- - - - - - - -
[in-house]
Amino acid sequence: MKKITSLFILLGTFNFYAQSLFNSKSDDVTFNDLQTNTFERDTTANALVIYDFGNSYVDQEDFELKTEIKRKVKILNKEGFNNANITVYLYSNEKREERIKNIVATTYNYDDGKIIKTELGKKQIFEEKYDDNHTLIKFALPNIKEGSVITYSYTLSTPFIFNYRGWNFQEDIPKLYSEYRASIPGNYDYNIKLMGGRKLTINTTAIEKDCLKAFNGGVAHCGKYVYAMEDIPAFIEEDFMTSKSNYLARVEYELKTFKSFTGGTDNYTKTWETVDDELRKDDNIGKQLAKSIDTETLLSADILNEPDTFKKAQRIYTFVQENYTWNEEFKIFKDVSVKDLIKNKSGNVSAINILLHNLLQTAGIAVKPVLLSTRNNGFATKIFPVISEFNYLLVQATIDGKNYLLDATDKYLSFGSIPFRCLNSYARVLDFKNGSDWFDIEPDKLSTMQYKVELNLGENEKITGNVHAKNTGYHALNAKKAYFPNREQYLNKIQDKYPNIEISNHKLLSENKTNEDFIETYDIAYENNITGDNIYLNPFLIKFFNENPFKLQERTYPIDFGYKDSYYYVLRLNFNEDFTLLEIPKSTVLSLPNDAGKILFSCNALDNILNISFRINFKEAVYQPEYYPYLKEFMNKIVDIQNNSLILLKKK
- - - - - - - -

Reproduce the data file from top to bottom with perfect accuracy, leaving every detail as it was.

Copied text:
[in-house]
Amino acid sequence: MKKITSLFILLGTFNFYAQSLFNSKSDDVTFNDLQTNTFERDTTANALVIYDFGNSYVDQEDFELKTEIKRKVKILNKEGFNNANITVYLYSNEKREERIKNIVATTYNYDDGKIIKTELGKKQIFEEKYDDNHTLIKFALPNIKEGSVITYSYTLSTPFIFNYRGWNFQEDIPKLYSEYRASIPGNYDYNIKLMGGRKLTINTTAIEKDCLKAFNGGVAHCGKYVYAMEDIPAFIEEDFMTSKSNYLARVEYELKTFKSFTGGTDNYTKTWETVDDELRKDDNIGKQLAKSIDTETLLSADILNEPDTFKKAQRIYTFVQENYTWNEEFKIFKDVSVKDLIKNKSGNVSAINILLHNLLQTAGIAVKPVLLSTRNNGFATKIFPVISEFNYLLVQATIDGKNYLLDATDKYLSFGSIPFRCLNSYARVLDFKNGSDWFDIEPDKLSTMQYKVELNLGENEKITGNVHAKNTGYHALNAKKAYFPNREQYLNKIQDKYPNIEISNHKLLSENKTNEDFIETYDIAYENNITGDNIYLNPFLIKFFNENPFKLQERTYPIDFGYKDSYYYVLRLNFNEDFTLLEIPKSTVLSLPNDAGKILFSCNALDNILNISFRINFKEAVYQPEYYPYLKEFMNKIVDIQNNSLILLKKK